NASCAR

Bowyer's strategy boosts Chase bid

How did Clint Bowyer manage Charlotte victory?
How did Clint Bowyer manage Charlotte victory?
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Lee Spencer

Lee Spencer is the Senior NASCAR Writer for FOXSports.com. She has provided award-winning coverage of auto racing over the last 15 years. Spencer has lent her expertise to both television and radio and is a regular contributor to SiriusXM Radio and the Performance Racing Network. Follow her on Twitter.

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The fastest car didn’t win the Bank of America 500 on Saturday night.

SPIN CITY

Charlotte drama takes unexpected turns. PHOTOS.

For Clint Bowyer, "racing" had very little to do with his first career intermediate track victory and his eighth career NASCAR Sprint Cup win.

With savvy calculations by crew chief Brian Pattie and tremendous patience, Bowyer was able to stretch out his fuel mileage over the final 56 laps to win at Charlotte Motor Speedway – traditionally one of his most challenging tracks on the circuit.

“To be able to come here and compete and have cars capable of qualifying in the top five and racing up front ... man, I'm telling you, that means a lot to me,” Bowyer said. “I think it speaks volumes to our team, Brian Pattie, everybody that he's assembled around me from the get-go.

“It's truly -- it makes you almost giddy. It's so much fun to come to the racetrack knowing you've got cars that are capable of getting the job done, you've just got to figure out how to make it work.”

On Saturday, Bowyer, 33, discovered the secret to finding the most economical way around the track was to actually slow down – a practice totally counterintuitive to racers. Although Bowyer qualified fourth, Pattie realized his driver had a tendency “to overdrive the corners.”

Forcing Bowyer to let up off the gas offered him a better line around the track.

“Saving fuel really helps me because I back the corner up and the car rotates and it's kind of like slapping you in the face, saying, 'Oh, this is how it's supposed to feel,'” Bowyer said. “But I don't think I would have won the race had I not moved up and tried to figure out that outside line.

“A couple times Jimmie (Johnson) was running me down, and I was like, 'I'm going to go up here, and back the corner up and try to make the arc of the radius as big as possible, starting backing the corner up to get the thing to turn,' and next thing you know doing so you're going faster and saving gas.”

While Bowyer was certainly excited with the outcome – and finally ran out of fuel before his first celebratory burn-out  – that wasn’t the case for top Chase for the Sprint Cup contenders Denny Hamlin and Johnson, who finished second and third, respectively. While the three are separated by just 21 points – and none of them were forced to refuel in the closing laps – Johnson and Hamlin appeared discouraged by not being able to race for the win.

When Johnson was asked about his performance he replied, “We ran a bunch of circles and we’re done.” Hamlin described the fuel-conservation event as “just running a race backwards,” referring to the necessity of slowing down as the race progressed.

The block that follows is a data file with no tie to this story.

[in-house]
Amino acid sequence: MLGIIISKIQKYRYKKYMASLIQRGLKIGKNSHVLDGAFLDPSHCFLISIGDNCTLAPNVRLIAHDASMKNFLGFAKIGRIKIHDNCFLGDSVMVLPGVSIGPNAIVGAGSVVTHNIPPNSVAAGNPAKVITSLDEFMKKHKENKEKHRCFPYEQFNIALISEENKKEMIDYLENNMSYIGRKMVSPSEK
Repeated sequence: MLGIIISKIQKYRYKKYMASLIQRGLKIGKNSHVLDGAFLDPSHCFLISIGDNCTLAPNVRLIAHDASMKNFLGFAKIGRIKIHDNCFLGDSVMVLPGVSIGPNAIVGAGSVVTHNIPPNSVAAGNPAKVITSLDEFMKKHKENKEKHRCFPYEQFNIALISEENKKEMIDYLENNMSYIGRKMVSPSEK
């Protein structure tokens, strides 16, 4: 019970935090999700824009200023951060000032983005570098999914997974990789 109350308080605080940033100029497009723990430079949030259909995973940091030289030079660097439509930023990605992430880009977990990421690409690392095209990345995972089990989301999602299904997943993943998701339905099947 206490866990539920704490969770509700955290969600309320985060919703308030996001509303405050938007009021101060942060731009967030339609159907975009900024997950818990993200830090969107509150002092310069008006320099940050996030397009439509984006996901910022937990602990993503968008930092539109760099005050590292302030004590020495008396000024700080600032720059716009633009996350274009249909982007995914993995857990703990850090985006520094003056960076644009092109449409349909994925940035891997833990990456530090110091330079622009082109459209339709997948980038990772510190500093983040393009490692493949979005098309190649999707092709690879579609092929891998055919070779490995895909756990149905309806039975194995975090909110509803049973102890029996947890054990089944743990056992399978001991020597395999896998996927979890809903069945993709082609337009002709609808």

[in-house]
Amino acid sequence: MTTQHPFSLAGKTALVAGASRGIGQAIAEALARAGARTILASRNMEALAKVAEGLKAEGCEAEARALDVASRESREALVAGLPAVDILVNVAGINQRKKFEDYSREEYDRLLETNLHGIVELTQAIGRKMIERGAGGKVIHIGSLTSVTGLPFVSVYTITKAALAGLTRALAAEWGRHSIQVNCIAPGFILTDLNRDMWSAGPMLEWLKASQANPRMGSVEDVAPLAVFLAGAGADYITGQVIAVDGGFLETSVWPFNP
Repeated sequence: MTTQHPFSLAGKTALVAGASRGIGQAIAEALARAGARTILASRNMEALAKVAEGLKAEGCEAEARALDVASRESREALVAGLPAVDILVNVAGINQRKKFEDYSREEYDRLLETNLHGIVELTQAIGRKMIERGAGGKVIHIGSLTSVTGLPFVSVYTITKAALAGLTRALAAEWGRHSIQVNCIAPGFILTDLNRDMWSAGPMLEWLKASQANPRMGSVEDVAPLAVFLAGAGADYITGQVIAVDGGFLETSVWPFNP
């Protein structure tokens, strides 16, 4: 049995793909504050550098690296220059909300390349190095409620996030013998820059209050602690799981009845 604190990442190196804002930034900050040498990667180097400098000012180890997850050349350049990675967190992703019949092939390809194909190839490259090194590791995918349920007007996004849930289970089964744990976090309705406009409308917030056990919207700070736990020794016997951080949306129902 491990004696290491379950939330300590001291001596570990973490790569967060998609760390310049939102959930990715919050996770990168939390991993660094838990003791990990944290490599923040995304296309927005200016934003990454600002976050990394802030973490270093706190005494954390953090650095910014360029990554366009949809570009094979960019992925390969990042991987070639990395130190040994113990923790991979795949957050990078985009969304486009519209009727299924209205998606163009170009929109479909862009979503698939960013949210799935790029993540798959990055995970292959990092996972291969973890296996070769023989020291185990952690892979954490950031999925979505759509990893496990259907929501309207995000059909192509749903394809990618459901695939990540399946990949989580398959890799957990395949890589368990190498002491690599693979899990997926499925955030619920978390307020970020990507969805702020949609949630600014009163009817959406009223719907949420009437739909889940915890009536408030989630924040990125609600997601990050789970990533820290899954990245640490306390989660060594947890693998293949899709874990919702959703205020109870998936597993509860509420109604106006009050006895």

"It's a tough way to race for sure,” Johnson said. “But I'm happy that as a group and a team, we've figured out how to get better at fuel-mileage racing. It's something that we didn't have in our repertoire for a lot of years. So, I'm very pleased with the progress we've made; that I've made in the car.

“My driving style just eats up fuel. Making good changes, and playing the game the way it needs to be played right now, and closed in a little bit on that No. 2 car (of points leader Brad Keselowski)."

Under the direction of Pattie and the revamped No. 15 Michael Waltrip Racing team, Bowyer achieved a career-best third season win. The team vaulted to fourth in the Chase for the Sprint Cup and slashed 12 points from Keselowski’s points lead after the No. 2 Dodge ran out of fuel coming off of Turn 4 while attempting to stretch his own mileage with 25 laps remaining in the race and finished 11th. As progressive as the Penske Racing organization has been with calculating fuel mileage over the last few years, many of Keselowski’s peers were surprised at the course of events.

“That was kind of the worst-case scenario,” said Keselowski, who led a race-high 139 of 334 laps. “That’s part of the breaks but we still minimized the damage the best we could.”

Bowyer, Hamlin and Johnson were ready to capitalize on Keselowski’s mistake – and they did. Now Bowyer has turned the Chase into a four-man race. And with the Sprint Cup tour headed to the Kansan’s home track next week, Bowyer has even more incentive to shine.

"Realistically, we're still in the thing,” Bowyer said. “We've just got to keep doing what we're doing. (Crashing at) Talladega was a huge setback, but what a great way to bounce back and get pointed in the right direction.

“Going home next week -- that's going to be a lot of fun. Who knows what's going to (happen) with Kansas. The repave and everything, I think it's going to be maybe another wild-card race for all of us in the Chase."

LOOK AT ME

Bowyer already enjoys a strong racing resume. Check out his top racing accomplishments.

But if Bowyer plays his cards right, he could be contending for his first Sprint Cup.

Numbers game

2: Engine failures by Roush Yates Ford after the race and two failures before the race by Earnhardt Childress engines.

6: Cars on the lead lap at the finish of the Bank of America 500.

7: Points shaved off Brad Keselowski’s lead by third-place Jimmie Johnson.

Say what?

When Denny Hamlin was asked about Brad Keselowski running out of fuel he replied, “Live by the sword, die by the sword.”

Tagged: Jimmie Johnson, Clint Bowyer, Denny Hamlin, Brad Keselowski

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